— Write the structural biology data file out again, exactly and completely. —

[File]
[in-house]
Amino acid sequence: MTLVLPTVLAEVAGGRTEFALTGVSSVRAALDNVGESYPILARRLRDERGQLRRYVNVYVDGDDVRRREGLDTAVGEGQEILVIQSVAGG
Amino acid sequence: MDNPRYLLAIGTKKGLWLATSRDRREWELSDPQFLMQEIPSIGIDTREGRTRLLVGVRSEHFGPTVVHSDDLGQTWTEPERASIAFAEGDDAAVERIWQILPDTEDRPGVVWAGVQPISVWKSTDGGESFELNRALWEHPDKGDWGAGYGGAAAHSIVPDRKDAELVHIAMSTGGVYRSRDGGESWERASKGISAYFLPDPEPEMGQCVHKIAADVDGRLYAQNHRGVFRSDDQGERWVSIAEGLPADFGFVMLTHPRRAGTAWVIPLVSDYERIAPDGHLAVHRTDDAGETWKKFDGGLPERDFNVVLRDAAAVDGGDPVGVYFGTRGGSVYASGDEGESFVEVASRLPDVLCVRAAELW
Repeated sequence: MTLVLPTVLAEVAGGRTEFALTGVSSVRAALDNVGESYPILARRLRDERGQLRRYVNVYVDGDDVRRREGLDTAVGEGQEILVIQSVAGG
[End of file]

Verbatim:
[in-house]
Amino acid sequence: MTLVLPTVLAEVAGGRTEFALTGVSSVRAALDNVGESYPILARRLRDERGQLRRYVNVYVDGDDVRRREGLDTAVGEGQEILVIQSVAGG
Amino acid sequence: MDNPRYLLAIGTKKGLWLATSRDRREWELSDPQFLMQEIPSIGIDTREGRTRLLVGVRSEHFGPTVVHSDDLGQTWTEPERASIAFAEGDDAAVERIWQILPDTEDRPGVVWAGVQPISVWKSTDGGESFELNRALWEHPDKGDWGAGYGGAAAHSIVPDRKDAELVHIAMSTGGVYRSRDGGESWERASKGISAYFLPDPEPEMGQCVHKIAADVDGRLYAQNHRGVFRSDDQGERWVSIAEGLPADFGFVMLTHPRRAGTAWVIPLVSDYERIAPDGHLAVHRTDDAGETWKKFDGGLPERDFNVVLRDAAAVDGGDPVGVYFGTRGGSVYASGDEGESFVEVASRLPDVLCVRAAELW
Repeated sequence: MTLVLPTVLAEVAGGRTEFALTGVSSVRAALDNVGESYPILARRLRDERGQLRRYVNVYVDGDDVRRREGLDTAVGEGQEILVIQSVAGG